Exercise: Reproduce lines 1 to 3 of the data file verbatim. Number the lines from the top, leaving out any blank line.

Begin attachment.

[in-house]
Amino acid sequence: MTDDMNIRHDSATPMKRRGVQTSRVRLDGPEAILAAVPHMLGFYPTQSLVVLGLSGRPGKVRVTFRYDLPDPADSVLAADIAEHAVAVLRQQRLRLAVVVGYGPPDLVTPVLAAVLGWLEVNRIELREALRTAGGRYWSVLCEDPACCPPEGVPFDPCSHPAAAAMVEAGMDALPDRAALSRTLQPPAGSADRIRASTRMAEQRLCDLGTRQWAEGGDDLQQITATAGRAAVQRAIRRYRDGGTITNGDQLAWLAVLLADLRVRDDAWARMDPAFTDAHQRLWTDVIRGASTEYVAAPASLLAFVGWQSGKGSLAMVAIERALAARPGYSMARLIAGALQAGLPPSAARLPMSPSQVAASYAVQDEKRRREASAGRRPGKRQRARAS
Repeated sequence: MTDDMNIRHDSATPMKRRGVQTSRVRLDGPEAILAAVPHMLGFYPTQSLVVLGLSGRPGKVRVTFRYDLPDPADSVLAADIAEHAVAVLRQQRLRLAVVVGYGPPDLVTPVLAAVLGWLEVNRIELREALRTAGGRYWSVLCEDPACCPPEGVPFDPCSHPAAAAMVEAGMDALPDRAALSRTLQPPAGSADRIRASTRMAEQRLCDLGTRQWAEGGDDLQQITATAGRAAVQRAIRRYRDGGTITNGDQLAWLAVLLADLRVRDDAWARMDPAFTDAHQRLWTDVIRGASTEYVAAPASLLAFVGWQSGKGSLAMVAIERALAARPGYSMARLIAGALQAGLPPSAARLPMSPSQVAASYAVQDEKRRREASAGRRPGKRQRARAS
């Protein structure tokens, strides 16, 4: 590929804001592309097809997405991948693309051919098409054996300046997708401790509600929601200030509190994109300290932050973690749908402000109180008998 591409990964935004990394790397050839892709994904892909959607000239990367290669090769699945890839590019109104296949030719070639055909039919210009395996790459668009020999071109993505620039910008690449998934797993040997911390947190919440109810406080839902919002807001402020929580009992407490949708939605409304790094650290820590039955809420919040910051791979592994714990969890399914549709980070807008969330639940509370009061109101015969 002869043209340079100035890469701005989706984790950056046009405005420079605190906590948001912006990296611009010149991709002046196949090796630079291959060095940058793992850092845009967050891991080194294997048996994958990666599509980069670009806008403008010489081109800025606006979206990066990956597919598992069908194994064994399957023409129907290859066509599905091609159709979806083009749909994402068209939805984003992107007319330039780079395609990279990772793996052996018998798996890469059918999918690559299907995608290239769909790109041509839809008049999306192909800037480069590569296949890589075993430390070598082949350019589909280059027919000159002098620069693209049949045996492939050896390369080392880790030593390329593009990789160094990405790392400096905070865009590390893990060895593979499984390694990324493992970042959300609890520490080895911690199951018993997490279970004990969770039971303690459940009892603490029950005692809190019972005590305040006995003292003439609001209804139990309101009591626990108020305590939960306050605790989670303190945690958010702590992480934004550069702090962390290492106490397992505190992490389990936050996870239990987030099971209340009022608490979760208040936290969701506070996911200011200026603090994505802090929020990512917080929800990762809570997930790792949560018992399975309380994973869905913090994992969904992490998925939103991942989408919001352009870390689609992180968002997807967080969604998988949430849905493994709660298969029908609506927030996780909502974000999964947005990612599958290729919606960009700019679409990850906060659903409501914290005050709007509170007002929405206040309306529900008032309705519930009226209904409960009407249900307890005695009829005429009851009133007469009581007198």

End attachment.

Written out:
[in-house]
Amino acid sequence: MTDDMNIRHDSATPMKRRGVQTSRVRLDGPEAILAAVPHMLGFYPTQSLVVLGLSGRPGKVRVTFRYDLPDPADSVLAADIAEHAVAVLRQQRLRLAVVVGYGPPDLVTPVLAAVLGWLEVNRIELREALRTAGGRYWSVLCEDPACCPPEGVPFDPCSHPAAAAMVEAGMDALPDRAALSRTLQPPAGSADRIRASTRMAEQRLCDLGTRQWAEGGDDLQQITATAGRAAVQRAIRRYRDGGTITNGDQLAWLAVLLADLRVRDDAWARMDPAFTDAHQRLWTDVIRGASTEYVAAPASLLAFVGWQSGKGSLAMVAIERALAARPGYSMARLIAGALQAGLPPSAARLPMSPSQVAASYAVQDEKRRREASAGRRPGKRQRARAS
Repeated sequence: MTDDMNIRHDSATPMKRRGVQTSRVRLDGPEAILAAVPHMLGFYPTQSLVVLGLSGRPGKVRVTFRYDLPDPADSVLAADIAEHAVAVLRQQRLRLAVVVGYGPPDLVTPVLAAVLGWLEVNRIELREALRTAGGRYWSVLCEDPACCPPEGVPFDPCSHPAAAAMVEAGMDALPDRAALSRTLQPPAGSADRIRASTRMAEQRLCDLGTRQWAEGGDDLQQITATAGRAAVQRAIRRYRDGGTITNGDQLAWLAVLLADLRVRDDAWARMDPAFTDAHQRLWTDVIRGASTEYVAAPASLLAFVGWQSGKGSLAMVAIERALAARPGYSMARLIAGALQAGLPPSAARLPMSPSQVAASYAVQDEKRRREASAGRRPGKRQRARAS